A team of international astronomers, known as “black hole police”, discovered a dormant dark hole right next to the Milky Way.
Karem El-Badry, of Harvard-Smithsonian Centre for Astrophysics, was part of this team. He is known throughout the community for his work in debunking new gravitational singularities.
They found it this time, however, thanks to observations of the Tarantula Nebula (part of the Large Magellanic Cloud), our closest galactic neighbor.
Dr Tomer Shenar is a Marie Curie Fellow at Amsterdam University and led the study that was published in Nature Astronomy.
The black hole was discovered by Dr Sehnar’s group from a star that vanished without any signs of a powerful explosion. He described it as “a needle in the haystack”.
Although scientists have suggested similar black holes candidates, the team believes this is the first “dormant”, stellar-mass blackhole to be clearly detected beyond the Milky Way galaxy.
The radiation levels from dormant black holes are low, so they don’t emit a lot of X-rays. This is how they are usually detected.
When massive stars die, stellar-mass black hole formation occurs. They then collaps under their own gravity.
Binary star systems can have a black hole that orbits in a dance with its companion star. This is what the team believes they discovered thanks to observations by the European Southern Observatory (ESO) Very Large Telescope.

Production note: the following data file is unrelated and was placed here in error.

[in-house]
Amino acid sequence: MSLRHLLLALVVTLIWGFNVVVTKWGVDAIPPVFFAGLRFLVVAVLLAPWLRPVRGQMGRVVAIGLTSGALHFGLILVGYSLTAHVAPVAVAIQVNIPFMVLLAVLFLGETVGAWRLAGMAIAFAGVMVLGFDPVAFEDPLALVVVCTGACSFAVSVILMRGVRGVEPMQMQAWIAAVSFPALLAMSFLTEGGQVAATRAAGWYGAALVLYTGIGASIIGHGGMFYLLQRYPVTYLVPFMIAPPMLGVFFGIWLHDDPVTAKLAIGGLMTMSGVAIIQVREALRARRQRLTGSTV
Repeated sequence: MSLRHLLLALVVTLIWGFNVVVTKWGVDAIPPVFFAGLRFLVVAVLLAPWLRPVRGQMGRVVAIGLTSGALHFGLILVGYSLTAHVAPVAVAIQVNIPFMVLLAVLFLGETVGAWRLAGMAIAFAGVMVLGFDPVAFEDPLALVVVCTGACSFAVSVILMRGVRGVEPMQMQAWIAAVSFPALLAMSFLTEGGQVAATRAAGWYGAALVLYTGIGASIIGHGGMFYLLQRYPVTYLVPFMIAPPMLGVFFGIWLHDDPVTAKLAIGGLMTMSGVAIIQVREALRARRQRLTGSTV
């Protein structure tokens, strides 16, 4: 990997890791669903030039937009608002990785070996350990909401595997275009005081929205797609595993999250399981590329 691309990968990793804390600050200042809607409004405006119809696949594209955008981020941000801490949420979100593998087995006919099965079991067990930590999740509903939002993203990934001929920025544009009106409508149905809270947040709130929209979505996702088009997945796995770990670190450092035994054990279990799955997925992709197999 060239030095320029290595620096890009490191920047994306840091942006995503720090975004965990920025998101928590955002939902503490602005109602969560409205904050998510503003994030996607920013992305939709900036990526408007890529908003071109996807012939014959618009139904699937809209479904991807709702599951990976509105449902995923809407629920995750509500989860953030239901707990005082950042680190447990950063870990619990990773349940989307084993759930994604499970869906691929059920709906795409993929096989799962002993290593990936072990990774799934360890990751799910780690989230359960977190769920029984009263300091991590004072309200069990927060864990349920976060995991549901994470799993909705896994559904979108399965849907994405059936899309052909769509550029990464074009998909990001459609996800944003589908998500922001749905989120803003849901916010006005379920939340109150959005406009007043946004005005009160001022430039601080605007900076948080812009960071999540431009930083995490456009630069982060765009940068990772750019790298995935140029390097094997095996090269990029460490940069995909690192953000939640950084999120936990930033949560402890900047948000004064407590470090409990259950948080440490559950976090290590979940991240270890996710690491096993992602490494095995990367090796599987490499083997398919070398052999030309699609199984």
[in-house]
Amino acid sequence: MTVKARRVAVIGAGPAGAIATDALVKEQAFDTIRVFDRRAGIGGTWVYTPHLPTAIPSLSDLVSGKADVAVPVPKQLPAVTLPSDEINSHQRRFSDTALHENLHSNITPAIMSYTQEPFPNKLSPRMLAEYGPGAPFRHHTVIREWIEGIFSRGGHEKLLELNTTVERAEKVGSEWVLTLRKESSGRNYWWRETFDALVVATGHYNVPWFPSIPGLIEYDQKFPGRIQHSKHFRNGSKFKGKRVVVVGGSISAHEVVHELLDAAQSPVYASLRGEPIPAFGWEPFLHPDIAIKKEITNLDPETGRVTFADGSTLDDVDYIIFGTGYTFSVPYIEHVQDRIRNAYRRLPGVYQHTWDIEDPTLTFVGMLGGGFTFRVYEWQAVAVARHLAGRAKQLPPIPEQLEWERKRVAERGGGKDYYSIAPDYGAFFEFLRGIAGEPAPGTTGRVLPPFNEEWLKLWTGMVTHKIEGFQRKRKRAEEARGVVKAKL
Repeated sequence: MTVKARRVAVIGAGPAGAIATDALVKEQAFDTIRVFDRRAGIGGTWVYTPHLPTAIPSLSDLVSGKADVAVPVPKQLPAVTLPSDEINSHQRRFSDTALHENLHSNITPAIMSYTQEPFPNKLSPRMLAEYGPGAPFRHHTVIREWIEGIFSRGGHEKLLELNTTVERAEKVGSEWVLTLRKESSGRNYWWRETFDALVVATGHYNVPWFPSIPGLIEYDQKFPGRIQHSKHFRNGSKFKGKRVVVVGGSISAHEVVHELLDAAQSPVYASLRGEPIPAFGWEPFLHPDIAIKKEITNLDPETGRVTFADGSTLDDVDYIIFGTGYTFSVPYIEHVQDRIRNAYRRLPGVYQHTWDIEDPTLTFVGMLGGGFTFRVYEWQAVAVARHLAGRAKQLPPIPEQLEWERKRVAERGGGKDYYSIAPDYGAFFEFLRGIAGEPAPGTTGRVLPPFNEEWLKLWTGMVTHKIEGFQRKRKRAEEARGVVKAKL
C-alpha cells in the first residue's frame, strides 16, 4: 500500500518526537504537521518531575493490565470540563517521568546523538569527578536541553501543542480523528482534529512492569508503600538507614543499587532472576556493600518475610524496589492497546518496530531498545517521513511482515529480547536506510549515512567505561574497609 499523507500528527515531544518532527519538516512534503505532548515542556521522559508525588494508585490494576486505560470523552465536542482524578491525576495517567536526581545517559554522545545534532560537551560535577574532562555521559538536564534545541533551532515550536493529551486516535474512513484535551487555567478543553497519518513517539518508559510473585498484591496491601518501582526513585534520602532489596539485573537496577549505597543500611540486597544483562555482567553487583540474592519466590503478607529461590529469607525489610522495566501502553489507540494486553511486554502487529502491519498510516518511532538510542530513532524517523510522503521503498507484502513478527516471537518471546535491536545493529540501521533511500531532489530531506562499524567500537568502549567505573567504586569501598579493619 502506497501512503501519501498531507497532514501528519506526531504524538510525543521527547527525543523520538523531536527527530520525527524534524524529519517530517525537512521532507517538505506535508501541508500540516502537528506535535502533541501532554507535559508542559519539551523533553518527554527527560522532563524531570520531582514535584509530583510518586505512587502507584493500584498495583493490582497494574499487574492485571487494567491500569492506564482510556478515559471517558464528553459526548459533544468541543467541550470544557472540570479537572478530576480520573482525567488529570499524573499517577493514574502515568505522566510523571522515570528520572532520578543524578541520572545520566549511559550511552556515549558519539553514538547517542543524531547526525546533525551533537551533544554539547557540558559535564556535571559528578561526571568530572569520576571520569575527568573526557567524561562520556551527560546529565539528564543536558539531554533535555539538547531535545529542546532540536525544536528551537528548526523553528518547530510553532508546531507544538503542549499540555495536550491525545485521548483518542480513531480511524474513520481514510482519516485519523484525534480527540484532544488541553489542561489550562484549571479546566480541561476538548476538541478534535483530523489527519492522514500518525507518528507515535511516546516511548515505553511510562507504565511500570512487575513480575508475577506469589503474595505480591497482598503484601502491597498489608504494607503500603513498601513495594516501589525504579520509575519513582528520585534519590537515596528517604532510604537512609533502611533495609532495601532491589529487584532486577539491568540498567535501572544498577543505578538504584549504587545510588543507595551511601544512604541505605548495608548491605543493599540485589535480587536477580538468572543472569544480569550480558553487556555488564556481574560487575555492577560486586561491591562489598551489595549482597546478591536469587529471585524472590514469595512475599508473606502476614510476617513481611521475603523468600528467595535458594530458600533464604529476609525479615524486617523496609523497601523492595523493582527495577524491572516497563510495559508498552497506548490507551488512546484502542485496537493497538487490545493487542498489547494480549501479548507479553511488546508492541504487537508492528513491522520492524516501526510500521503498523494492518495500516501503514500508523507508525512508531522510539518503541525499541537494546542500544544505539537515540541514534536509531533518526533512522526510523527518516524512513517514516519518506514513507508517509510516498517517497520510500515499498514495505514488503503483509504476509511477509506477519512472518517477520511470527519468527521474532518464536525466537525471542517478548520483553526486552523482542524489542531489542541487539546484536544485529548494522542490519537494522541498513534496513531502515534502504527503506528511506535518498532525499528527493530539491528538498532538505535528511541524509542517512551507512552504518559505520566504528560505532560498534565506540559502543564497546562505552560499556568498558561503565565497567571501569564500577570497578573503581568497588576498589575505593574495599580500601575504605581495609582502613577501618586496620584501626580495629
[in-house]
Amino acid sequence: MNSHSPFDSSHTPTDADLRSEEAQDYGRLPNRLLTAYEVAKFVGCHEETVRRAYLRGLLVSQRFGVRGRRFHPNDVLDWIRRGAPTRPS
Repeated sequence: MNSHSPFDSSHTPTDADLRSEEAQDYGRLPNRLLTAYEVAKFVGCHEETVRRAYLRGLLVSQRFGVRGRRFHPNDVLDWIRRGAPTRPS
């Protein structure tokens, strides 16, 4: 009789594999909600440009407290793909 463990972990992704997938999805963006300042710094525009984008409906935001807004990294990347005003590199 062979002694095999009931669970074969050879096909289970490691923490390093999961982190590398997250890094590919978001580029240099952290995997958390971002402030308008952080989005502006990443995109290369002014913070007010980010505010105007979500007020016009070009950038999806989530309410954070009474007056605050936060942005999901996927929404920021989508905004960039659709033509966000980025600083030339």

It has a mass at least nine times that of our Sun, and orbits a blue, hot star with a mass 25 times as large.
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Pablo Marchant, co-author at KU Leuven, stated that “it is amazing that we hardly know about any dormant dark holes, given how common astronomers believe they to be.”
Julia Bodensteiner (a research fellow at ESO Germany) said that they have been searching for black-hole-binary system for more than two decades.
“I was extremely excited to hear about VFTS 243. This is, in my opinion, the most convincing candidate reported to this point.”
Dr Shenar explained that the star that created the black hole in VFTS 243 seems to have completely collapsed, without any sign of an earlier explosion.
Although evidence for this scenario of ‘direct-collapse has been emerging in recent years, our study is arguably the best. This has huge implications for the origins of black-hole mergings in the cosmos.
According to the team, despite being called “black hole police”, they encourage peer review of their research.
They hope that it will aid other astronomers to discover similar stellar-mass dark holes orbiting massive stars. There are thousands of them, which they expect to find in both our galaxy and the Magellanic Clouds.
Dr El-Badry states, “Of course I expect others in this field to carefully examine our analysis, and to attempt to create alternative models.” It’s an exciting project to get involved in.